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Image of a young infant holding an older person’s hand and experiencing haptic memory.

When we explore objects through touch, our brains create lasting memories directly related to those objects. The process, called haptic memory, happens automatically without any intentional effort as a way to help us recognize pressure, pain or something that feels nice. It’s how we already know a surface might be hot before we reach out to touch it, and how we know it’s raining before we even see the raindrops falling from the sky. [The second example about raining doesn’t make sense to me]

Little is known about long-term memory for information sensed through modalities other than vision. But research suggests that haptic perception, or “touch memory,” is a powerful tool that helps us engage with the world around us in exciting ways.

One study published in Psychological Science, a journal of the Association for Psychological Science, found that we can visualize objects and recall their specific details — including their texture, shape and weight — through haptic exploration without ever having actually seen the objects.

In one haptic memory study, participants were blindfolded and asked to explore almost 200 different everyday objects with their hands for 10 seconds. Immediately after the exploration period, the participants, still blindfolded, completed a haptic memory test for half of the objects. The test was simple: They compared one object they held earlier (perhaps a pen) to a similar object that was only distinguishable by minor differences, and were asked to identify which object they had explored in the previous exercise. They completed the same test with the other half of the objects one week later.

The results were surprising. Participants showed almost perfect recall — with 94 percent accuracy — on the test that followed the exploration period. One week later, their memory was slightly fuzzier but still strong, enabling 84 percent accuracy in identifying the correct objects.

These results support the theory that when we touch an object we’ve yet to see, our brain forms a mental image of its probable appearance. This may be especially likely when that object resembles a familiar item we’ve come into contact with before. When we finally see that object for the first time, we can recognize it.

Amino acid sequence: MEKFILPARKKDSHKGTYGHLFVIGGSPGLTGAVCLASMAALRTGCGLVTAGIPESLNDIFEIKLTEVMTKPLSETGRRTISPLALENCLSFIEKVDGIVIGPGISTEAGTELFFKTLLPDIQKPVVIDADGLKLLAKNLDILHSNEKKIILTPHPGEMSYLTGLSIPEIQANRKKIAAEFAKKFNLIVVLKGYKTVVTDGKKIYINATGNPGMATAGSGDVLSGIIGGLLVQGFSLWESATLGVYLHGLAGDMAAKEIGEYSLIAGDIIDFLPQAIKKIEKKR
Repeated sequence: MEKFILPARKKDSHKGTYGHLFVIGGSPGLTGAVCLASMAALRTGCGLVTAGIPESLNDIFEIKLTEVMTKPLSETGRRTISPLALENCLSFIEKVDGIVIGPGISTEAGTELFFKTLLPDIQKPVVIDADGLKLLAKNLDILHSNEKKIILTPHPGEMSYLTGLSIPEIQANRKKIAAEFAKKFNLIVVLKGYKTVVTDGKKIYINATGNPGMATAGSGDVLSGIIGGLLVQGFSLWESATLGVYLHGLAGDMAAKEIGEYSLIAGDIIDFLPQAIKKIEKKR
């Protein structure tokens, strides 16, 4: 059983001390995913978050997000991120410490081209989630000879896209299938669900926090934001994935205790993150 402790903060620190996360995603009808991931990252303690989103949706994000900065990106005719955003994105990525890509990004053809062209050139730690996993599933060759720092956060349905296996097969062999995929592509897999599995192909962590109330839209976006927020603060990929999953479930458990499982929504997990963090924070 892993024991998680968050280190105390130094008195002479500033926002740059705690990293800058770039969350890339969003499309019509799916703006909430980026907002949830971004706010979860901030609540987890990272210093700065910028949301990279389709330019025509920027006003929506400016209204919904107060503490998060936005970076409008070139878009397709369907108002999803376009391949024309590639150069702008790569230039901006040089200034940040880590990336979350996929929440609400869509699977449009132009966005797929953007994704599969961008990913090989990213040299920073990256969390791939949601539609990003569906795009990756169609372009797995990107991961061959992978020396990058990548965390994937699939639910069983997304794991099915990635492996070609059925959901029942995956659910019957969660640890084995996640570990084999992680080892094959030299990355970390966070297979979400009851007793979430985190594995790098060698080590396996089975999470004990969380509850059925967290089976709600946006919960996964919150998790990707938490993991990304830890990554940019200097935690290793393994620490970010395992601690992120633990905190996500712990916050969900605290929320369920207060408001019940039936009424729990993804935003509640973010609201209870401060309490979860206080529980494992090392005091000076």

There’s still a lot of research to be done, but these preliminary results indicate that our haptic memory is just as critical as iconic or echoic memory. [What is “iconic and echoic memory”? This is the first mention of either term in this article.]

But how does it work?

It all starts with information or external stimuli — such as the smooth surface of a coffee table or the fluffy coat of the neighbor’s cat. This is picked up by sensory receptors in our fingers and sent through the spinal cord to the brain region that processes the sense of touch. As a result of this process, simple touch leaves a memory trace that lingers long after the physical sensation is gone.

Sensory Stimulation and Haptic Memory at The Moments

At The Moments, we fully understand the power of touch, and we use this sense as a guide when it comes to the overall design and functionality of our facility — right down to the bedding and linens we select for use in residents’ private suites. It’s all in an effort to help our residents feel more connected to the world and people around them. And, because exploring objects through touch (like blocks, puzzles, tools and foods) builds lasting, durable memories that help people feel grounded and connected, we actively incorporate touch therapy into the daily routines of all our residents.

Want to learn more about how we use haptic memory to help those with Alzheimer’s or dementia? Keep reading here.

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